Is Martavis Bryant’s Shoulder Ready For The Ravens?

By Melanie Friedlander, MD, FACS

Injured in the final preseason game with a report AC (acromioclavicular) sprain, the Pittsburgh Steelers fourth round draft pick, wide receiver Martavis Bryant, has finally returned to practice. With a short week, it isn’t clear if he will play against the Baltimore Ravens on Thursday Night Football.  Quite frankly, he probably shouldn’t.  Another week on the inactive list would be a much smarter option for the team and the player.

As always, the Steelers have been tight lipped about the details of the rookie’s injury.  An AC sprain, commonly referred to as a separated shoulder, is often seen in contact sports.  A football tackle, where the player lands on his shoulder, is the typical mechanism.  It can also occur from falling on an outstretched arm.

So what exactly is an AC sprain?  The shoulder joint is made by the junction of three bones: the collarbone (clavicle), the shoulder blade (scapula), and the upper arm bone (humerus).  The scapula has a bony process called the acromion, which is attached to the end of the clavicle by several ligaments.  The joint between this part of the scapula and clavicle is called the acromioclavicular (AC) joint.  The rounded end of the humerus sits in this joint like a ball in a socket.

If the ligaments of the AC joint are stretched or torn, the shoulder may not function normally.  The most common symptoms are pain, swelling, and decreased range of motion in the shoulder.  AC sprains are graded according to the Rockwood scale from 1-6:



Although the Steelers never revealed the grade of Bryant’s injury, I now have to assume that it was either a type I — a simple sprain to the AC joint with minor damage to the ligament and no separation of bones  — or a type II, where only the AC ligament is torn, the other ligaments are intact, and there is widening of the joint.  Based on his ability to practice fully today, it’s more likely a type I.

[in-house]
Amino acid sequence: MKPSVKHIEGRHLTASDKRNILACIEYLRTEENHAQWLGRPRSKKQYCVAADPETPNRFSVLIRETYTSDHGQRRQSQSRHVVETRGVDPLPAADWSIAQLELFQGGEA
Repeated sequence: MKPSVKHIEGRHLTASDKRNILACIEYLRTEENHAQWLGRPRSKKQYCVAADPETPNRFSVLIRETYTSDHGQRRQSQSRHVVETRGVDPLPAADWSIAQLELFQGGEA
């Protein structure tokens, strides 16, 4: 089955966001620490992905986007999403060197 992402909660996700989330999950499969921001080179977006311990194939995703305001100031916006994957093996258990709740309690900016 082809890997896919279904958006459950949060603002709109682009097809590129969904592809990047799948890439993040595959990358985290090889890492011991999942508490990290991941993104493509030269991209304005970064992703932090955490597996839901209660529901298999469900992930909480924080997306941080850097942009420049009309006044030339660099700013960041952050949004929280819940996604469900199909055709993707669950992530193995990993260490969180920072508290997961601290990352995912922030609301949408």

The treatment for a type I or II injury includes a sling, ice, anti-inflammatories, and sometimes physiotherapy.  The pain usually improves quickly, but the ligament can take up to 6 weeks to heal completely.  In both cases, Bryant could progress to range of motion (ROM) and strength training once his pain decreased.  I’m again assuming that he sustained a type I sprain, which would allow him to return to full physical activity once he had nearly normal ROM and no tenderness over the joint.  In the case of a type II sprain, he would be out of action for 6 weeks and likely headed to IR with a possible return (if the team was willing to use their one exemption on the rookie).  More likely, he would have missed the rest of the season.

But what’s the danger if Bryant plays against the Ravens?  Any Steelers fan can tell you it’s always a brutally physical clash, as Ben Roethlisberger’s nose and Rashard Mendenhall’s scapula can attest.  And let’s not forget Le’Veon Bell’s concussion last year after a ferocious hit that knocked off his helmet and cost him a touchdown, since he can’t remember it.  If Bryant takes a hit to his shoulder, it can make the injury worse and sideline him longer.

With the trio of Antonio Brown, Marcus Wheaton, and Justin Brown providing the Steelers with capable targets for Roethlisberger, don’t expect Bryant to make his NFL debut this week.  A long week before the next game against the Carolina Panthers will give Bryant more time for recovery and practice.  And that’s just what the doctor ordered in my opinion.

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